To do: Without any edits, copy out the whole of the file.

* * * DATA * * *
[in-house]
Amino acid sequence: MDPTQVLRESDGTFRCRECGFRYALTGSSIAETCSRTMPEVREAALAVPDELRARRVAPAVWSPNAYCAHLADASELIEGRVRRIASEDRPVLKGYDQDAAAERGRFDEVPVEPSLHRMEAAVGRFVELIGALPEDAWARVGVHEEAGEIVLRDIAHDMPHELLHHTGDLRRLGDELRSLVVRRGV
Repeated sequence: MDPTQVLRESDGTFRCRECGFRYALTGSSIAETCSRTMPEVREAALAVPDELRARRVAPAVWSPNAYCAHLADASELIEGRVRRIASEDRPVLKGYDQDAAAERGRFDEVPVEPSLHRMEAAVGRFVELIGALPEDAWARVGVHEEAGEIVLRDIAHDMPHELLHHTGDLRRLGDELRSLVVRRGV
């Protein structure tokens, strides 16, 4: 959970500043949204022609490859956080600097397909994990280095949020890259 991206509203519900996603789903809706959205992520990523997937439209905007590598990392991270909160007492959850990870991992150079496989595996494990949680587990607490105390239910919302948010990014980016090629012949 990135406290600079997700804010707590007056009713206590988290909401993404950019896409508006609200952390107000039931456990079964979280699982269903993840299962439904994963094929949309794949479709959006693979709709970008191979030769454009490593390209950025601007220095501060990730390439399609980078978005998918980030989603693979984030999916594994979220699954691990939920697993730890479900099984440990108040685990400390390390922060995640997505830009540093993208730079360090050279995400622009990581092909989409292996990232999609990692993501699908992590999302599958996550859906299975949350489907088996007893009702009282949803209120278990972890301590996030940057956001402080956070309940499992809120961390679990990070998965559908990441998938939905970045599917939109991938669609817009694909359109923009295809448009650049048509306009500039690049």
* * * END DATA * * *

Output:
[in-house]
Amino acid sequence: MDPTQVLRESDGTFRCRECGFRYALTGSSIAETCSRTMPEVREAALAVPDELRARRVAPAVWSPNAYCAHLADASELIEGRVRRIASEDRPVLKGYDQDAAAERGRFDEVPVEPSLHRMEAAVGRFVELIGALPEDAWARVGVHEEAGEIVLRDIAHDMPHELLHHTGDLRRLGDELRSLVVRRGV
Repeated sequence: MDPTQVLRESDGTFRCRECGFRYALTGSSIAETCSRTMPEVREAALAVPDELRARRVAPAVWSPNAYCAHLADASELIEGRVRRIASEDRPVLKGYDQDAAAERGRFDEVPVEPSLHRMEAAVGRFVELIGALPEDAWARVGVHEEAGEIVLRDIAHDMPHELLHHTGDLRRLGDELRSLVVRRGV
């Protein structure tokens, strides 16, 4: 959970500043949204022609490859956080600097397909994990280095949020890259 991206509203519900996603789903809706959205992520990523997937439209905007590598990392991270909160007492959850990870991992150079496989595996494990949680587990607490105390239910919302948010990014980016090629012949 990135406290600079997700804010707590007056009713206590988290909401993404950019896409508006609200952390107000039931456990079964979280699982269903993840299962439904994963094929949309794949479709959006693979709709970008191979030769454009490593390209950025601007220095501060990730390439399609980078978005998918980030989603693979984030999916594994979220699954691990939920697993730890479900099984440990108040685990400390390390922060995640997505830009540093993208730079360090050279995400622009990581092909989409292996990232999609990692993501699908992590999302599958996550859906299975949350489907088996007893009702009282949803209120278990972890301590996030940057956001402080956070309940499992809120961390679990990070998965559908990441998938939905970045599917939109991938669609817009694909359109923009295809448009650049048509306009500039690049």